Mike Martin (EFIAP, AWPF, BPE1), Fotospeed ambassador and photographer, explains what surrealism photography is and how it influences his own work.
Surrealism photography is often characterised as “a cultural movement in which artists depicted unnerving, illogical scenes and developed techniques to allow the unconscious mind to express itself”. Common characteristics often include dream-like scenes and symbolic images, unexpected or illogical juxtapositions, bizarre assemblages of ordinary objects, visual puns, distorted figures and biomorphic shapes. Several names come to mind when discussing Surrealism; Dali, Picasso, Magritte, Escher, Miro.
How does surrealism influence photography?
Surrealism influences my work on a subconscious level. For instance, recent work of mine pays homage to Rene Magritte’s bowler hatted chap. Seeing the clouds, I asked my model to hold the umbrella upside down to give it a surreal feel, then in post, removed his head. As the clouds built up, that offered other opportunities, building to the third image.
Surrealism photography often sees everyday objects used in different ways, in my case I used a snorkel. Once I’d taken the image of my model wearing it, I was always going to make the clouds funnel into it, which creates an image that subverts reality and deviates from expectations.
I continued to build on the idea of using the snorkel, filling it up with fish for my next image. They were a bit subtle, so I added the rest of the fish swimming around him – I enjoyed the futility of having an umbrella whilst under water. The fish came from an aquarium somewhere – I often ‘collect’ stuff in case it may come in useful someday, which can be very useful for surrealist photography.
Swapping to Escher, and his frequent use of optical illusions, I love this stairway at Margam Castle, Port Talbot. It even influenced the title.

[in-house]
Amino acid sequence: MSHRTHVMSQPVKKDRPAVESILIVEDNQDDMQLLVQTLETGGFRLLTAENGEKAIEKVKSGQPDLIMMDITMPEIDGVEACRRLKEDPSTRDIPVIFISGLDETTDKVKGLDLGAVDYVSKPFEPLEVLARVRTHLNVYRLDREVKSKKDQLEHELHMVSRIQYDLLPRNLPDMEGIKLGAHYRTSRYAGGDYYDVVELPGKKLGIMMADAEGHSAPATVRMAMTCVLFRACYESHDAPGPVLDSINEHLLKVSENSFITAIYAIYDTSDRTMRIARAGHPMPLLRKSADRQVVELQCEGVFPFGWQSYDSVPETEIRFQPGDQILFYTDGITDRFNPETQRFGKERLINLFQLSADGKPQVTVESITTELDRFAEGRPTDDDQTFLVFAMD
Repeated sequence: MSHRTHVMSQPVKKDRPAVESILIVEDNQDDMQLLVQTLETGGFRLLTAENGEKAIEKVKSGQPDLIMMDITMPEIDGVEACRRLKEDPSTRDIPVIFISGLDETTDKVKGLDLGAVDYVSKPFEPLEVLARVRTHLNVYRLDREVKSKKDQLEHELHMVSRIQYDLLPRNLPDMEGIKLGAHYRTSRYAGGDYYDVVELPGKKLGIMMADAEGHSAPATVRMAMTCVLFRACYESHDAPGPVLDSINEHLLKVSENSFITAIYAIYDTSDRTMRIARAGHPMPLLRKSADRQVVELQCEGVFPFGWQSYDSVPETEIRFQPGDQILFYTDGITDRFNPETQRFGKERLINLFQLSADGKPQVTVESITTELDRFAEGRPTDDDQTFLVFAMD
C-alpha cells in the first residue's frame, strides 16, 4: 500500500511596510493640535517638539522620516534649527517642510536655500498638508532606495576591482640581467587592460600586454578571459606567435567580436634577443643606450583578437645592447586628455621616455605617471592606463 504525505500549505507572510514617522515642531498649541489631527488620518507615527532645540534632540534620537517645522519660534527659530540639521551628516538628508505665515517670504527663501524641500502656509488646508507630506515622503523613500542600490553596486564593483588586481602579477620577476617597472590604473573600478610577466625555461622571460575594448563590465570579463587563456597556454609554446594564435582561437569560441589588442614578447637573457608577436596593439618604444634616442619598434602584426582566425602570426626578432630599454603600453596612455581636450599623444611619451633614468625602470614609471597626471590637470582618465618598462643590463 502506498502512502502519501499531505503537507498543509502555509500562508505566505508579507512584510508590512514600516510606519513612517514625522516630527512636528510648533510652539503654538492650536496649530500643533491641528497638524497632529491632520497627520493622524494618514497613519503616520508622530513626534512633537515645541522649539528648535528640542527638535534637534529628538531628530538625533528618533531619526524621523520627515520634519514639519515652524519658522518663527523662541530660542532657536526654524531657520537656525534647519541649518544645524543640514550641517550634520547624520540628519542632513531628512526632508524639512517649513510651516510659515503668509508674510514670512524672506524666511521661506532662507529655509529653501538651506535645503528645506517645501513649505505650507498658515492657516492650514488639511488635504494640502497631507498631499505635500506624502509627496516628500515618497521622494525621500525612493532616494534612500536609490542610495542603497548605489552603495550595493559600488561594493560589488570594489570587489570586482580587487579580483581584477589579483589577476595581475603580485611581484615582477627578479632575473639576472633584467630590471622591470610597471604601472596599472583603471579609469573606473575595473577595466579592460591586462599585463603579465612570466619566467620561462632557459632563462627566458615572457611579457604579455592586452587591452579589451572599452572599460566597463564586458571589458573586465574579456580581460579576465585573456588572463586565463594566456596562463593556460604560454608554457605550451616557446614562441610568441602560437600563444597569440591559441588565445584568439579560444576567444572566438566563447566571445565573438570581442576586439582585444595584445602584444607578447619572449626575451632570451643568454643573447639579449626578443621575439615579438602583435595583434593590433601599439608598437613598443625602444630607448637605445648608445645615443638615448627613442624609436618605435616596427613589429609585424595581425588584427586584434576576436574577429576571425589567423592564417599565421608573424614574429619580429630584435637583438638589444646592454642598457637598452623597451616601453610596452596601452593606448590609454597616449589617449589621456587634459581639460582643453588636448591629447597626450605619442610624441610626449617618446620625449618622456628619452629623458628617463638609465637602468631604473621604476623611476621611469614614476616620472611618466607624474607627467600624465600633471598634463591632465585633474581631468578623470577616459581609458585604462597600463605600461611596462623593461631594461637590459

I like pushing boundaries. I use Photoshop almost like a tool for brainstorming ideas. Traditionally, brainstorming dictates that there are no ‘bad ideas’, and encourages putting out anything that pops into your mind. I’ve been doing the same using a combination of Photoshop and some on-line tools.
I know it is easy to dismiss some of these images as being more about the ‘tool’ or ‘technique’ but I disagree; the photographer still has to decide which elements to repeat, how to distort, and when to stop. Look at the following as an example; here I’ve taken a portrait, isolated just the hands, repeated them to create a ‘basket’ of interlocking hands and then added back the original Avant Garde portrait from which the hands were taken.
Escher's Bride Untitled
Returning to the same shot, focussing on the face only, repeating those in ever reducing size can produce something that I see as a metaphor for getting inside someone’s head, hence the title(s).
Seeing with the mind (or Empty Headed)
Surrealism photography is all about pushing the boundaries and creating images that subvert expectations of reality. Inspiration can come from anywhere, but just requires outward, creative and out-the-box thinking.
Whatever or wherever you get your inspiration, keep creating and keep printing.
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